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3-acetylpyridine Reduces Tongue Protrusion Force but Does Not Abolish Lick Rhythm in the Rat


3-acetylpyridine Reduces Tongue Protrusion Force but Does Not Abolish Lick Rhythm in the Rat

S J Moss et al. Brain Res.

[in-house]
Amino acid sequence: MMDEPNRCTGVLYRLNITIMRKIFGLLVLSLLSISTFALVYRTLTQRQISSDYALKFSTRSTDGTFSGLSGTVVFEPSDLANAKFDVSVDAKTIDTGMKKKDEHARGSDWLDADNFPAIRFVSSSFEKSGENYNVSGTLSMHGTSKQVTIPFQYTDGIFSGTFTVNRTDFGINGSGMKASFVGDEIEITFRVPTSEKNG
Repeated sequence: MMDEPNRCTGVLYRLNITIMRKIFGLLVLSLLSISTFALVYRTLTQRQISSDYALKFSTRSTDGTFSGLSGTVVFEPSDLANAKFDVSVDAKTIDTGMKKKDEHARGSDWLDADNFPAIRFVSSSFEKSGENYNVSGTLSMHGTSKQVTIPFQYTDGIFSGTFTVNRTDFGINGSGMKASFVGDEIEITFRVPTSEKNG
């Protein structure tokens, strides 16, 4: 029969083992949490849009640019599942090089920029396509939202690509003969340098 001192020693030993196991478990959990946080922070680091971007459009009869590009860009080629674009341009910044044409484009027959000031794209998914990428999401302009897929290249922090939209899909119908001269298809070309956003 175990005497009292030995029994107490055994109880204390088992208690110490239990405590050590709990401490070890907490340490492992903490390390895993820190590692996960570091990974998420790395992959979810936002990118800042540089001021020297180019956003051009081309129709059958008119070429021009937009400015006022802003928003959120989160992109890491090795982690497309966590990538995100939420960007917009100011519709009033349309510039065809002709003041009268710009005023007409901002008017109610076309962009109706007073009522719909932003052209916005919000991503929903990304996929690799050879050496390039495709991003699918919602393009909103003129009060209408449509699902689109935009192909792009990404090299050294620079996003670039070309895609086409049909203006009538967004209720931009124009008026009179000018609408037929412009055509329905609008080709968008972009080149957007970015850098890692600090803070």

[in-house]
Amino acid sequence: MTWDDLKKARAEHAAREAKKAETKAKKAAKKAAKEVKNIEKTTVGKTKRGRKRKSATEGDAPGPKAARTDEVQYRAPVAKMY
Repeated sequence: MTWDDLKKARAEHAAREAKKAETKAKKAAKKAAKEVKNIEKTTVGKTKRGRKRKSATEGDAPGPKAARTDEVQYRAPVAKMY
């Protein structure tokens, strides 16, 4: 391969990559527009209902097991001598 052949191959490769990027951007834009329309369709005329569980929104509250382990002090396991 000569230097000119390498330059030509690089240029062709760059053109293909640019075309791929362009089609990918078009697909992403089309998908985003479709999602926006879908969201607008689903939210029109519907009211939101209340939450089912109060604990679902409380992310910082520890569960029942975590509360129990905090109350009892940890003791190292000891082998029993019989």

Data from other laboratories suggest that neurons in the inferior olivary nucleus (IO) may play a role in the modulation of rhythmic tongue movements in rats. Because of its known harmful effects on neurons of the IO, it was suspected that administration of the neurotoxin 3-acetylpyridine (3AP) would affect subsequent tongue dynamics during rat licking. In the present study, the task of licking water from a force-transducing disk was investigated in water-restricted rats that received systemic administration of 3AP (12.5, 25, and 50 mg/kg). After recovery from the acute toxic effects of 3AP, tongue dynamics were assessed by measuring lick force, lick rhythm, variability of timing within bursts of licking, and number of licks per 2-min session. At 50 mg/kg, 3AP resulted in: (1) reduced lick force; (2) reduced number of licks; and (3) increased variance in the timing within bursts. Lick rhythm was not significantly affected by any dose of 3AP. All 3AP treatment groups and the vehicle control group displayed slowing of lick rhythm after harmaline challenge. Compared to vehicle controls, rats receiving lower and mid-range doses of 3AP displayed indistinguishable lick behaviors, with one exception--when the lick task was made incrementally more difficult by extending the distance required to make contact with the lick-disk, rats that had received 25 mg/kg 3AP persevered at the task more than all other rats. The various changes in lick dynamics may be due to the detrimental effects of 3AP at the IO, and possibly at the hypoglossal nucleus and other sites.

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